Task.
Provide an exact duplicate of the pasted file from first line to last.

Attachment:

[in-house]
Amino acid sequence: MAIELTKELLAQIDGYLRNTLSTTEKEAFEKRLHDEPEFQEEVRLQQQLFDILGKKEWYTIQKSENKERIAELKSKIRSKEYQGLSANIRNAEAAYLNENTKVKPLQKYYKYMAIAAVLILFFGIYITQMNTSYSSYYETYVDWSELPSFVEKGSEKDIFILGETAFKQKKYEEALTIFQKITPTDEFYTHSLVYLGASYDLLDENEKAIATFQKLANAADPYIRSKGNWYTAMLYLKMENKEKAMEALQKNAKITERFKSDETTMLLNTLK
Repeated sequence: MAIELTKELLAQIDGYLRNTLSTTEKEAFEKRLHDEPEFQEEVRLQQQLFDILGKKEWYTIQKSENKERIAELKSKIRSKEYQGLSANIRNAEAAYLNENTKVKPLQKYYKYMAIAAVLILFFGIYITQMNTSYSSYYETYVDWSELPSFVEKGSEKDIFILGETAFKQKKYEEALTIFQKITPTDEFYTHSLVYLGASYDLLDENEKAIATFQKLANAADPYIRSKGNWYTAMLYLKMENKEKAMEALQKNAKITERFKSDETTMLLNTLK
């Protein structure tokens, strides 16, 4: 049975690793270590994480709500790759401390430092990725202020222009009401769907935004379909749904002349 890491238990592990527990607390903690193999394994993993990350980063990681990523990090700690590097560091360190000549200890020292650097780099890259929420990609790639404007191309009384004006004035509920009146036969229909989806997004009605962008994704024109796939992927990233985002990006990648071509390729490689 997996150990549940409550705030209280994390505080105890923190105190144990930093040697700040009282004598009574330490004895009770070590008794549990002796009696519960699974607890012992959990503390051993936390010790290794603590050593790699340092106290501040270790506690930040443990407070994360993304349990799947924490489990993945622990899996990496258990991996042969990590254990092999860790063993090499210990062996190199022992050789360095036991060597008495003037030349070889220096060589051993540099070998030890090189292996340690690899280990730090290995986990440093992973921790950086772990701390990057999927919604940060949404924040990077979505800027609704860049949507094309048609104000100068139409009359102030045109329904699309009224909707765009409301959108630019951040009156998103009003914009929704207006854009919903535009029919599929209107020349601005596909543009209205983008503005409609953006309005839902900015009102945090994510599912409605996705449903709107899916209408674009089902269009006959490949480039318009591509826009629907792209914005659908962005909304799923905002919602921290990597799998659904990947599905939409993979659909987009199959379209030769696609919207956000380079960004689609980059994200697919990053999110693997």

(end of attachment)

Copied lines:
[in-house]
Amino acid sequence: MAIELTKELLAQIDGYLRNTLSTTEKEAFEKRLHDEPEFQEEVRLQQQLFDILGKKEWYTIQKSENKERIAELKSKIRSKEYQGLSANIRNAEAAYLNENTKVKPLQKYYKYMAIAAVLILFFGIYITQMNTSYSSYYETYVDWSELPSFVEKGSEKDIFILGETAFKQKKYEEALTIFQKITPTDEFYTHSLVYLGASYDLLDENEKAIATFQKLANAADPYIRSKGNWYTAMLYLKMENKEKAMEALQKNAKITERFKSDETTMLLNTLK
Repeated sequence: MAIELTKELLAQIDGYLRNTLSTTEKEAFEKRLHDEPEFQEEVRLQQQLFDILGKKEWYTIQKSENKERIAELKSKIRSKEYQGLSANIRNAEAAYLNENTKVKPLQKYYKYMAIAAVLILFFGIYITQMNTSYSSYYETYVDWSELPSFVEKGSEKDIFILGETAFKQKKYEEALTIFQKITPTDEFYTHSLVYLGASYDLLDENEKAIATFQKLANAADPYIRSKGNWYTAMLYLKMENKEKAMEALQKNAKITERFKSDETTMLLNTLK
């Protein structure tokens, strides 16, 4: 049975690793270590994480709500790759401390430092990725202020222009009401769907935004379909749904002349 890491238990592990527990607390903690193999394994993993990350980063990681990523990090700690590097560091360190000549200890020292650097780099890259929420990609790639404007191309009384004006004035509920009146036969229909989806997004009605962008994704024109796939992927990233985002990006990648071509390729490689 997996150990549940409550705030209280994390505080105890923190105190144990930093040697700040009282004598009574330490004895009770070590008794549990002796009696519960699974607890012992959990503390051993936390010790290794603590050593790699340092106290501040270790506690930040443990407070994360993304349990799947924490489990993945622990899996990496258990991996042969990590254990092999860790063993090499210990062996190199022992050789360095036991060597008495003037030349070889220096060589051993540099070998030890090189292996340690690899280990730090290995986990440093992973921790950086772990701390990057999927919604940060949404924040990077979505800027609704860049949507094309048609104000100068139409009359102030045109329904699309009224909707765009409301959108630019951040009156998103009003914009929704207006854009919903535009029919599929209107020349601005596909543009209205983008503005409609953006309005839902900015009102945090994510599912409605996705449903709107899916209408674009089902269009006959490949480039318009591509826009629907792209914005659908962005909304799923905002919602921290990597799998659904990947599905939409993979659909987009199959379209030769696609919207956000380079960004689609980059994200697919990053999110693997």